Role models of greatness.

Here you will discover the back stories of kings, titans of industry, stellar athletes, giants of the entertainment field, scientists, politicians, artists and heroes – all of them gay or bisexual men. If their lives can serve as role models to young men who have been bullied or taught to think less of themselves for their sexual orientation, all the better. The sexual orientation of those featured here did not stand in the way of their achievements.

Saturday, February 4, 2012

Charles Frohman

Charles Frohman (1856-1915), an American theatrical producer of both stage and screen, was one of three founders of The Famous Players Film Company (1912), which merged into Paramount Pictures, celebrating its hundredth anniversary this year. Today owned by Viacom, Paramount is America's oldest existing film studio and the last major film studio still headquartered in Hollywood.

But we’re getting ahead of ourselves. In the late nineteenth century Frohman developed a “star and combination system” in which his stage stars and their original casts would tour the country after opening runs in New York City, a feat that revolutionized theater in the U.S. He mimicked the success of this system in London, as well. Frohman then organized the Theatrical Syndicate, which made stars of many playwrights and actors under his control. He thus wielded significant influence in matters of theatrical taste on both sides of the Atlantic. By the turn of the century he was the leading impresario of both New York and London, bringing British plays to New York and vice-versa. Frohman’s NY headquarters and office were in his Empire Theater, across the street from the Metropolitan Opera, at Broadway and 40th St. Beloved actor John Drew held sway here for more than 20 years (photo below), but Maud Adams, a celebrity actress in her day, created the role of Peter Pan here in 1907, the landmark event that theater goers would probably most remember about the Empire (sadly demolished in 1953).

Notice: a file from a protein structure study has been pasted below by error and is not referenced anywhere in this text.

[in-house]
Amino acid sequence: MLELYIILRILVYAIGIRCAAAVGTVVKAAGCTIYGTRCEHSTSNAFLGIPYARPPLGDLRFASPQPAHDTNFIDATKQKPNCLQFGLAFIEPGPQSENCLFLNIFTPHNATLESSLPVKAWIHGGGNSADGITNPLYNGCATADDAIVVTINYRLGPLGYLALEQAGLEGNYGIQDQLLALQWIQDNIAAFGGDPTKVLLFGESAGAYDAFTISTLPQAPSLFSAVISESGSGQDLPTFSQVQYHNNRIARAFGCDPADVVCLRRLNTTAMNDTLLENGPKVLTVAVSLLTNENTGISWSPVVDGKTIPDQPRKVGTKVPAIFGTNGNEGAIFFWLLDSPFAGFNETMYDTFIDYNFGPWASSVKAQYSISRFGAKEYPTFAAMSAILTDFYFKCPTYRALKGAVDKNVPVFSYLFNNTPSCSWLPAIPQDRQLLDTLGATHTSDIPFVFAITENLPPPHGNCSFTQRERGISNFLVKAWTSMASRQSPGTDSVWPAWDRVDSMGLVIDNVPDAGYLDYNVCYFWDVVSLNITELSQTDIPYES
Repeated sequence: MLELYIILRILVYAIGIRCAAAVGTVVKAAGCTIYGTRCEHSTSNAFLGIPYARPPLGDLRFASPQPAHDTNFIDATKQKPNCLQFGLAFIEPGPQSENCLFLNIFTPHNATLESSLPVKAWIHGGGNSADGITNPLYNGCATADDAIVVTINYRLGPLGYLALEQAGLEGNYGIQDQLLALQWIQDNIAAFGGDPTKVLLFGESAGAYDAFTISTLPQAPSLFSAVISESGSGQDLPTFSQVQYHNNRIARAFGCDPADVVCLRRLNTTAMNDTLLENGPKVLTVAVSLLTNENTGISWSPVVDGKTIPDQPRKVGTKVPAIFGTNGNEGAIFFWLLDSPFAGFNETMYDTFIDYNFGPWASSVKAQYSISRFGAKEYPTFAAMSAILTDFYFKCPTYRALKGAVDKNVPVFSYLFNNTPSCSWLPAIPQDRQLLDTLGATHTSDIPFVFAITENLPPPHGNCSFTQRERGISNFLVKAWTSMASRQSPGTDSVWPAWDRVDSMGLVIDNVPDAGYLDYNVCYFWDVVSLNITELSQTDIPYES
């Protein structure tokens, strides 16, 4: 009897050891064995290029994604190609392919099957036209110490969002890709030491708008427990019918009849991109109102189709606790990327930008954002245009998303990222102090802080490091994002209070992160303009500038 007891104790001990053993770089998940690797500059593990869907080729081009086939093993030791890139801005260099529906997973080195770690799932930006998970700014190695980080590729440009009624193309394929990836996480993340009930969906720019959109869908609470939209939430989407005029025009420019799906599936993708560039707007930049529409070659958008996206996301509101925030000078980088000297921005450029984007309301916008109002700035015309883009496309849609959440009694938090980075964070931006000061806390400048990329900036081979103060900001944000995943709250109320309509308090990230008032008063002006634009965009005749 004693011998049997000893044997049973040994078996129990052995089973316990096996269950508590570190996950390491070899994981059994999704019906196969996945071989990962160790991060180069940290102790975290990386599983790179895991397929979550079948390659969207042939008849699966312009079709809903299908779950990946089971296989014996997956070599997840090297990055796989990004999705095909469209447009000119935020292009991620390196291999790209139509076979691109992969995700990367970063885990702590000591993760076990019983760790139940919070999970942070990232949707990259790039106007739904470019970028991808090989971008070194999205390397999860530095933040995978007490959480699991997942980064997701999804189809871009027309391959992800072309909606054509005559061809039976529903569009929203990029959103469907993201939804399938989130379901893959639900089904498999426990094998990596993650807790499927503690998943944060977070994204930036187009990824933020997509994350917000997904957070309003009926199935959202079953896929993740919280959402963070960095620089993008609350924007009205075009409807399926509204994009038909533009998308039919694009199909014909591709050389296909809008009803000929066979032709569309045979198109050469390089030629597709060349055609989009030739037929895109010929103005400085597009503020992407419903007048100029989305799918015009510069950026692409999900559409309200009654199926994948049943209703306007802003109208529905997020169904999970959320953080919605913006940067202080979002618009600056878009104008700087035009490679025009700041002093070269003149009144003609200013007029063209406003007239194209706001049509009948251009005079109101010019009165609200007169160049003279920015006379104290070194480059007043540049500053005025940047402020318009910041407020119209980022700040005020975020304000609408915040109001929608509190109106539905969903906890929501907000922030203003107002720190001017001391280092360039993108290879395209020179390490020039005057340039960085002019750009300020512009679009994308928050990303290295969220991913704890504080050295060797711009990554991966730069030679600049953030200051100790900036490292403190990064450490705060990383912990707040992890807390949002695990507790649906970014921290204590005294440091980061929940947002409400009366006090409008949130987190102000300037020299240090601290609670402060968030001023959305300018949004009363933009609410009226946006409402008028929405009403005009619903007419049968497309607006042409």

However, Frohman soon set his sights on movies. The slogan for Frohman’s Famous Player Film Company was “Famous Players in Famous Plays,” offering feature-length films that would appeal to the middle class by showcasing the leading theatrical players of the time, including Sarah Bernhardt and Mary Pickford. Famous Player distributed its films through the start-up company Paramount (1914), the first successful nation-wide distributor. Until this time, films were sold on a state or regional basis, which was costly to film producers. In 1916, Famous Player Film Company merged with Lasky Features and Paramount distributors to become Paramount Pictures.